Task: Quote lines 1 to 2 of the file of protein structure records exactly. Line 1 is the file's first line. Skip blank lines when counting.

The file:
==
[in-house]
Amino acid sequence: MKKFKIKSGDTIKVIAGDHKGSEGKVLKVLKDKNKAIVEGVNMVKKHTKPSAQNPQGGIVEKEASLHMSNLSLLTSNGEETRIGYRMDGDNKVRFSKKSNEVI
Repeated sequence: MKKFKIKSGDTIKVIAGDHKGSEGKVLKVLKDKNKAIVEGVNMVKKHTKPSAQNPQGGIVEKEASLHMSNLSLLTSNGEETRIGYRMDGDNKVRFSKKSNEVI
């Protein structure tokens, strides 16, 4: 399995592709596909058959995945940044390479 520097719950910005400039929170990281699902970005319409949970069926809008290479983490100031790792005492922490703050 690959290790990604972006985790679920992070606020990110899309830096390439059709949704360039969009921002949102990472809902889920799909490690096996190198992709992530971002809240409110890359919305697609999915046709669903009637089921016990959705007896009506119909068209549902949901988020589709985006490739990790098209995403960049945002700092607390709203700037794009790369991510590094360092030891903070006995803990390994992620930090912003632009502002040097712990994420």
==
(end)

[in-house]
Amino acid sequence: MKKFKIKSGDTIKVIAGDHKGSEGKVLKVLKDKNKAIVEGVNMVKKHTKPSAQNPQGGIVEKEASLHMSNLSLLTSNGEETRIGYRMDGDNKVRFSKKSNEVI